In our study, we found that there is a strong link between high thyroid dysfunction and risk (Tables 5 and 6) and the degree of dementia (Table 9). One of the biological mechanisms underlying the relationship between thyroid dysfunction and dementia is suggested to be associated with cardiac vascular disease, which can contribute to cognitive impairment in later life. Our results were in agreement with Davis et al. who proposed thyroid hormones as risk predictors of dementia. Subclinical hypothyroidism with T4 and elevated TSH has been identified as a common predisposing factor of depression, cognitive impairment, and dementia .
Also, this was concordant with Carole Rieben et al. who found that the risk of dementia increases with more increase in TSH level. Among older adults, subclinical hyperthyroidism with a TSH < 0.10 mIU/L was associated with a higher risk of dementia and a larger cognitive decline, while subclinical hyperthyroidism with mildly decreased TSH or subclinical hypothyroidism were not .
Also, this was concordant with Scherr et al. who found that cognitive function was closely related with serum T3, which has been widely characterized to be a notable preventive and therapeutic target in thyroid disorders, and even in neuropsychological diseases [6, 7].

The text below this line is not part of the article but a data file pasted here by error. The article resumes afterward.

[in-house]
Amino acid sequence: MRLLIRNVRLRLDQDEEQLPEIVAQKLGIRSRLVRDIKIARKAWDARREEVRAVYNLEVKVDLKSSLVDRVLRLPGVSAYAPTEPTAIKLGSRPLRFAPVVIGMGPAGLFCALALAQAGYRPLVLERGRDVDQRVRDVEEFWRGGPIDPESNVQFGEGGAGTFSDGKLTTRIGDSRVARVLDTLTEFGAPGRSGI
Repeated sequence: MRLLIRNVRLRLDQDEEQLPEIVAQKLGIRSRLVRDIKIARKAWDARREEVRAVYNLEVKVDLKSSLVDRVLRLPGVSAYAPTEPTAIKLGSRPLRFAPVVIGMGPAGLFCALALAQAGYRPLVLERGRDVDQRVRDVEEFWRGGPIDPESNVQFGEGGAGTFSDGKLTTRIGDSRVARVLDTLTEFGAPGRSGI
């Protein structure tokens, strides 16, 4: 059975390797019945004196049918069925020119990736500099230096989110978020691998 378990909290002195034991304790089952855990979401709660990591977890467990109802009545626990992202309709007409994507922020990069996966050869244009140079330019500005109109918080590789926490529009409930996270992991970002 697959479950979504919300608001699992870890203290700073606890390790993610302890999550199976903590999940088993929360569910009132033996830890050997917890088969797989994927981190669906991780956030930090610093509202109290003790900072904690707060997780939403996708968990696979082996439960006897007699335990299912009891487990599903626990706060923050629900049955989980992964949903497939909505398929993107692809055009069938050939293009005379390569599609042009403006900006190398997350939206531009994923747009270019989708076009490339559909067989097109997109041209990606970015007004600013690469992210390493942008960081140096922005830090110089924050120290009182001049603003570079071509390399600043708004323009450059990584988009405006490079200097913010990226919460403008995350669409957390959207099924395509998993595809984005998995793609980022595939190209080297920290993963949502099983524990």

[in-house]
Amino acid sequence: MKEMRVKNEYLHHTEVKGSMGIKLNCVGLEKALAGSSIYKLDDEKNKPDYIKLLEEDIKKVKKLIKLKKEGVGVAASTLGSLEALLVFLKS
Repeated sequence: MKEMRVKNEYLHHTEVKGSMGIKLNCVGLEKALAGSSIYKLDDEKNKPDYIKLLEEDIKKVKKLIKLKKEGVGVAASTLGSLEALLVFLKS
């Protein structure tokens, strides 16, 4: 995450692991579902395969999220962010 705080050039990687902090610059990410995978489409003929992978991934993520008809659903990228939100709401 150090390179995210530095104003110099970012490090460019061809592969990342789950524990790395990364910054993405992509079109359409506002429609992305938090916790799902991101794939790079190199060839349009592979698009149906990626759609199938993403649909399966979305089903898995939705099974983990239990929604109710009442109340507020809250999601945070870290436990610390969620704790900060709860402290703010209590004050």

Also, this was in agreement with Shindo et al. who attributed the relation of dementia and FT3 to the critical roles of T3 in the maintenance of inner mitochondrial membrane fluidity and permeability through regulating the fatty acid and phospholipid composition of the membrane. It is likely that T3 deficiency may lead to the onset of mitochondrial dysfunctions, thus affecting brain metabolic activity and intracellular signal transduction and contributing to the cerebral ischemia .
Also, this was concordant with Chen et al. who found higher serum TSH and lower T3 levels may be associated with cognitive impairment induced by SIVD and recognized the neuropsychological features of VD stages .
Also, this was concordant with Annerbo and Lökk who found the association between TSH and cognitive impairment in community-dwelling and hospitalized elderly .
This was in agreement with Hogervorst et al. who reported that cognition was investigated at baseline and after a 2-year follow-up in 1047 participants over 64 years of age, without physical frailty or severe cognitive impairment at baseline, and found an association between high FT4 levels and an accelerated cognitive decline as well as dementia progression .
Also, this was not concordant with Hofman and his colleagues who, in the Rotterdam Study, after adjustment for variables including age, sex, and cardiovascular disease risk factors, showed that those with higher thyroid-stimulating hormone (TSH) levels—typically a sign of an underactive thyroid—had a lower risk of dementia .
This was not concordant with Jorde et al. who found lack of association between subclinical hypothyroidism and cognitive impairment is also in line with the results of other placebo-controlled randomized clinical trials [13, 14].